1928 - William Buehler Seabrook, Journalist and Travel Writer
Information on Zombies
La Gonave, Haiti
Constant Polynice and I sat late before the doorway of his caille, talking of fire-hags, demons, werewolves, and vampires, while a full moon, rising slowly, flooded his sloping cotton fields and the dark rolling hills beyond.
Polynice was a Haitian farmer, but he was no common jungle peasant. He lived on the island of La Gonave, where I shall return to him in later chapters. He seldom went over to the Haitian mainland, but he knew what was going on in Port-au-Prince, and spoke sometimes of installing a radio.
A countryman, half peasant born and bred, he was familiar with every superstition of the mountains and the plain, yet too intelligent to believe them literally true - or at least so I gathered from his talk.
He was interested in helping me toward an understanding of the tangled Haitian folk-lore. It was only by chance that we came presently to a subject which - though I refused for a long time to admit it - lies in a baffling category on the ragged edge of things which are beyond either superstition or reason. He had been telling me of fire-hags who left their skins at home and set the cane fields blazing; of the vampire, a woman sometimes living, sometimes dead, who sucked the blood of children and who could be distinguished because her hair always turned an ugly red; of the werewolf - chauche in creole - a man or woman who took the form of some animal, usually a dog, and went killing lambs, young goats, sometimes babies.
All this, I gathered, he considered to be pure superstition, as he told me with tolerant scorn how his friend and neighbor Osmann had one night seen a gray dog slinking with bloody jaws from his sheep-pen, and who, after having shot and exorcised and buried it, was so convinced he had killed a certain girl named Liane who was generally reputed to be a chauche that when he met her two days later on the path to Grande Source, he believed she was a ghost come back for vengeance, and fled howling.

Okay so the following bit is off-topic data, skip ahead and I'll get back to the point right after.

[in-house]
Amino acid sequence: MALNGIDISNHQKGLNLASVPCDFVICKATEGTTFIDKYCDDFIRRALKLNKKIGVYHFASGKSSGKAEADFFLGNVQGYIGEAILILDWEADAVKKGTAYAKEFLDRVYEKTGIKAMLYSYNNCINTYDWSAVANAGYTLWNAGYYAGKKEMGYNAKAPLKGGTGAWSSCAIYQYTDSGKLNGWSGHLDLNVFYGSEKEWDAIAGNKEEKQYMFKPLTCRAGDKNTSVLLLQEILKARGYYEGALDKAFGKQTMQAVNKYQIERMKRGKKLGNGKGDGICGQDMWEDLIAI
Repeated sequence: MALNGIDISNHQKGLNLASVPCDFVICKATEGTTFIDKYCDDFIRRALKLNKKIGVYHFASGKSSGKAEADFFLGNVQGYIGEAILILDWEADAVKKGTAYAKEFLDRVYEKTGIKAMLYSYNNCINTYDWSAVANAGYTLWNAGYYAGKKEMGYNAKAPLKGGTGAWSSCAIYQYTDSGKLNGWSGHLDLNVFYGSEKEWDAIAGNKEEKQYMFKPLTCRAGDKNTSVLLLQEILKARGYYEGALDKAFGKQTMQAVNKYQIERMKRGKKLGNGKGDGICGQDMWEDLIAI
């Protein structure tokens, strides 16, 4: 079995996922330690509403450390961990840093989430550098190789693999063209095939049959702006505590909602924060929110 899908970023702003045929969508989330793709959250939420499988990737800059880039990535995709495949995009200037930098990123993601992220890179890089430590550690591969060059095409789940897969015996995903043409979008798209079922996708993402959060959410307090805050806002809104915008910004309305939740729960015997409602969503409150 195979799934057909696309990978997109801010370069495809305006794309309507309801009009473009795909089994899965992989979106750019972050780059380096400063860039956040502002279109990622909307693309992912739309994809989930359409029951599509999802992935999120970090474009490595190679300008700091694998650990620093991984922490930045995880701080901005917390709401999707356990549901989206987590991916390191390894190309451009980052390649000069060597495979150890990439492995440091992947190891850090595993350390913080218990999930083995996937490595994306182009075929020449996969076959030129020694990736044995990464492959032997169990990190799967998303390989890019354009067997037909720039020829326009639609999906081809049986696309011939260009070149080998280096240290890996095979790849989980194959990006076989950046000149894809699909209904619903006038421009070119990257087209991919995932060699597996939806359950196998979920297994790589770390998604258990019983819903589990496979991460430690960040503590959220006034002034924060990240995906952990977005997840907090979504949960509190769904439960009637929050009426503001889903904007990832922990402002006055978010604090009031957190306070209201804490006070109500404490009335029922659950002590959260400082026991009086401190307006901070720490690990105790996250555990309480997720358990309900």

As Polynice talked on, I reflected that these tales ran closely parallel not only with those of the negroes in Georgia and the Carolinas, but with the mediaeval folklore of white Europe. Werewolves, vampires, and demons were certainly no novelty. But I recalled one creature I had been hearing about in Haiti, which sounded exclusively local - the zombie.
It seemed (or so I had been assured by negroes more credulous than Polynice) that while the zombie came from the grave, it was neither a ghost, nor yet a person who had been raised like Lazarus from the dead. The zombie, they say, is a soulless human corpse, still dead, but taken from the grave and endowed by sorcery with a mechanical semblance of life - it is a dead body which is made to walk and act and move as if it were alive. People who have the power to do this go to a fresh grave, dig up the body before it has had time to rot, galvanize it into movement, and then make of it a servant or slave, occasionally for the commission of some crime, more often simply as a drudge around the habitation or the farm, setting it dull heavy tasks, and beating it like a dumb beast if it slackens.
As this was revolving in my mind, I said to Polynice: "It seems to me that these werewolves and vampires are first cousins to those we have at home, but I have never, except in Haiti, heard of anything like zombies. Let us talk of them for a little while. I wonder if you can tell me something of this zombie superstition. I should like to get at some idea of how it originated."
My rational friend Polynice was deeply astonished. He leaned over and put his hand in protest on my knee.